Guilty as charged. :-/
A friend last night told me that that approximately 80% of what I write makes sense, but there’s 20% when I lose her. That happened somewhere in the middle of reading yesterday’s post. We hypothesized: boring? Lack of transition or context? Possibly, we mused, I wander too deep into my own mind, and simply do not make the links apparent – such writing is then “not a finished product,” which can throw a reader off or away from the communication I attempt.
A few days earlier, another friend caught my systemic misspelling of Colombia and let me know (for which I am grateful, thanks). I was using the US version, Columbia, which refers to a different place and (obviously) invokes a much different context. Less obviously, but nonetheless apparent to a close reader, is what such a basic mistake reveals about me as an outsider. Just now, I’m up for a bit of self-chastising, as a pithy reviewer of television coverage of the US presidential campaign quotes Mark Twain:

…somewhere he said that “only presidents, editors and people with tapeworm have the right to use the editorial ‘we.’”

Dang. The thing is, I invoke “we” deliberately, as an act of membering, an attempt to constitute belonging. I started doing so, consciously and with intention, at last fall’s second Dialogue under Occupation conference, which took place in Abu Dis, Palestine. I want to insist on a base level of togetherness among everyone who has participated in either of the first two conferences as a foundation for a community focused on tangible changes in entrenched institutional systems. There is no reason not to extend the boundary of “we” to include peace activists and change agents in Colombia and elsewhere in the world. The trick, as I was able to articulate a week or so after the conference, is to name violence without doing more.
Did you follow the link? I suspect this could be one place where I lose readers. Yesterday, for instance, I referenced a graduate level communication seminar on Language as Action and Performance. This link is not as straightforward as the one above concerning how we need to stop talking violence into inevitability. You have to notice, in today’s instance, that the link feeds to a whole category of posts that I have related to each other through the label Language. Geez, even as I am explaining this (to myself as well, grin) I can see how much labor I hope you are willing to undertake. :-/ (Sorry!) The thing is, I am trying to work an epistemology, and I am still learning how to convert true beliefs into knowledge. (Another friend informs me that real philosophers limit the object/referent of “epistemology” to propositional knowledge, thereby excluding the how. My exposure to the term via pedagogy (education) and sociology will not allow a separation between the process and the outcome. Anthony Giddens’ structuration theory describes this merger, and his distinction between practical consciousness and discursive consciousness explicates the interaction between “the how” of coming to know and “the what” of knowing.)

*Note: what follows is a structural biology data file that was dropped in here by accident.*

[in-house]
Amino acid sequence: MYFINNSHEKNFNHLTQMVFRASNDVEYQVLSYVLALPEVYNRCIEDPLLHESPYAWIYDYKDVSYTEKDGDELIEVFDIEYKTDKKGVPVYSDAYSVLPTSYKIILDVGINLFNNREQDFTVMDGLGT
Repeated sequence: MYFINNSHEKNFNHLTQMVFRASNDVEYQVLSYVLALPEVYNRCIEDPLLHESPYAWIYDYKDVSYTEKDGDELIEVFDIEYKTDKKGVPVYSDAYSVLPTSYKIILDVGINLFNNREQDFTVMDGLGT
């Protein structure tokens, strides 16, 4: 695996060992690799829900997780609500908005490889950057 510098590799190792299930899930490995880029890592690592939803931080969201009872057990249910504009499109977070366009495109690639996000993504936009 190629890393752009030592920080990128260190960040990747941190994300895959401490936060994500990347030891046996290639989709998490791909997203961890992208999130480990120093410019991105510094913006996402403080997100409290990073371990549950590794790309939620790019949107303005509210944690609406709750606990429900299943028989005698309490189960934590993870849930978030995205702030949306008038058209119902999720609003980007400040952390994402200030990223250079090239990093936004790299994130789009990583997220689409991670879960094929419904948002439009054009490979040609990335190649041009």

Giddens postulates a dynamic interplay between “practical consciousness” (tacit, take-for-granted knowledge) and “discursive consciousness” (knowledge/reasons that can be verbally articulated) as social agents reflexively monitor and rationalize their activities/practices. Practical consciousness is emphasized to a greater extent in this process, however, since it is linked directly with the casual mastery of routines….

In addition to the theoretical precepts which I am actively attempting to put into conscious and deliberate, “performative” action, there is the whole unique history of me as an embodied human being with particular experiences of social life and relationships. As much as I try to think “out from” myself as a person with agency to influence events and meanings, I also attend “inward” to the ways I react and then respond to events and the meanings I make of them. The conditioned dialectical interactions are what I want to shift from the dominant external power of established structure to an internal force of dialogical interaction that both recognizes my freedom to move variably within a range and concentrate my energies on a specific structural feature where I sense possibilities for a turn from one trajectory to another.

As I watched myself (over the past few days) feel and try to articulate some humanity for the other side, for the enemy, I realized that I always do this. I did this two years ago when Israel began bombing Lebanon and many of my friends burst into outrage. Yes yes yes, the bombing was wrong and unconscionable. The reasons for the attack are not justifiable under any ethical rubric. And – to use words that demonize all Israelis by casually conflating the policies of the government with the individual choices of citizens is a language trap. I think the same dynamic applies to Farc. As awful, horrific and devastating as their actions have been on the nearly one thousand individuals kidnapped, and miserable and agonizing as the pain ripples have been, we – not a royal imposition, but a self-selected cadre of compassionate people – have to manage not to throw our resulting pain back into the world, even onto those who elicit it.

I believe we must learn to manage our own pain, because I have been guilty of acting mine out on beloved others and observing the devastating effects. Sometimes, the guilt and depression are overwhelming. In fact, being able to throw myself into a support network on behalf of a friend was a means for surviving a severe bout that struck the same day as I learned of Ana and Alf‘s kidnapping. Would I have devoted so much energy if I was not so desperately trying, myself, to survive? I cannot say. What I can say, is that – having done so – my commitment is real.

(Note: the title bar is also a link.)

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